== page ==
Entry 2: 5/28/11
San Luis Biological Reserve: Zip-lining and Tarzan jump experience
This morning we took the trek to the Monteverde Cloud Forest. The entire drive was uphill and very bumpy but the ride was definitely worth it for what we were about to experience! Once we put all of our equipment on, we headed out to zip-line! Before we actually arrived at Selvatura I was sure I would not be nervous at all, but once I was actually up on the zip-line I was more worried than I thought. The stopping part really made me nervous, I was worried I would not see the stop signal or not be able to stop myself. In the end I did not have a problem with any of it!
Prior to zip-lining I was picturing one big zip-line but we actually went on 13 zip-lines total. Some of zip-lines required you to ride with someone else, where the person in the front doesn’t have to do anything and the person in the back controls the movements. Zip-lining was such an awesome experience with a great view and provided an adrenaline rush! This has been my favorite part of my study-abroad experience so far because it was great to see how encouraging all of the girls were. It was also great to see the girls conquer their fear of heights! I am so lucky to be able to share this experience with a great group of girls!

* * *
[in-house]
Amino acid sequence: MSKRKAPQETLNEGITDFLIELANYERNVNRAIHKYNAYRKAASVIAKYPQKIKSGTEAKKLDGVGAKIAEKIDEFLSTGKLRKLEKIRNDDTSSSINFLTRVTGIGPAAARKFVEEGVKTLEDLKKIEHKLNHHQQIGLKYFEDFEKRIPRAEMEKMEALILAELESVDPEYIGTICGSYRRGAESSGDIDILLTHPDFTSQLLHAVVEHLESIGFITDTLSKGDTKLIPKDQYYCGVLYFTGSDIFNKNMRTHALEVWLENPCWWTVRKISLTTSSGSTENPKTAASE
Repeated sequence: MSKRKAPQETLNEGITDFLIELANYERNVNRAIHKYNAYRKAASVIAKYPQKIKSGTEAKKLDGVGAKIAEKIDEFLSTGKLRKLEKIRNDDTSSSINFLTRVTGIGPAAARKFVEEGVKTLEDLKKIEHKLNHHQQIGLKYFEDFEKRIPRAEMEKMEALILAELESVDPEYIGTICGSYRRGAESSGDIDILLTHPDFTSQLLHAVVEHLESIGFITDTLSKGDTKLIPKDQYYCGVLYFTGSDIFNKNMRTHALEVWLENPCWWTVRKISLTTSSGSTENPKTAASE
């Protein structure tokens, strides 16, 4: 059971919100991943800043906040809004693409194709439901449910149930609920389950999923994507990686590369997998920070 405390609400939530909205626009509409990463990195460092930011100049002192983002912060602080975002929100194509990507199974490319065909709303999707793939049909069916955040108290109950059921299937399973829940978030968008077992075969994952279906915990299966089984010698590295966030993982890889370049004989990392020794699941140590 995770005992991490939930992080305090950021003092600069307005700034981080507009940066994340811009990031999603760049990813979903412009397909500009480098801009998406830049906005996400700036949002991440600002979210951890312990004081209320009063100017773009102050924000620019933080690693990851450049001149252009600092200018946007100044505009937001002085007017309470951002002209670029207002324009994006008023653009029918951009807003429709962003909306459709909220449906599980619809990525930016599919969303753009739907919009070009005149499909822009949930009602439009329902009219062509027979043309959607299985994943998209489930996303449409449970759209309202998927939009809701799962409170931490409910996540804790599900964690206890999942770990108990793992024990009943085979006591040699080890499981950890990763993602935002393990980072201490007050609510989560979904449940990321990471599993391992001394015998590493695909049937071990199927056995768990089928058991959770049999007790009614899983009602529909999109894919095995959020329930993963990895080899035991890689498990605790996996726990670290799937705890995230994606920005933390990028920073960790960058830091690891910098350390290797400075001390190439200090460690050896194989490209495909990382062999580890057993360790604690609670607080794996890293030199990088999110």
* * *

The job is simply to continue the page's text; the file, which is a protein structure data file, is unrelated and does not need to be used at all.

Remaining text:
Entry 1: 5/16/11
This Monday morning we visited and toured the Chiquita banana plantation where we learned about Chiquita’s Nature and Community Project, as well as the field and manufacturing process of bananas.
As a group we first went out into the field and the first process we saw was re-planting where an older banana plant was uprooted and replanted in order to regenerate its growth. We also saw the process of fruit protection, and after visiting the plantation I now understand how important it is to keep the bananas as unharmed as possible. If a banana has a bad spot or bruise it is discarded and does not make it through the process. The last part we saw was the manufacturing part of the plantation where the bananas are inspected, checked for size and then cleaned. The process may sound somewhat slow but in actuality it a very quick process.
After we left the plantation we went back to the main offices and were able to look at homemade crafts made by some of the women. Many of the crafts were made from banana fiber and I actually purchased a handmade toucan figurine in a banana fiber box. The whole trip to the plantation was very interesting to see and learn about the process that the bananas go through before they arrive at the supermarket.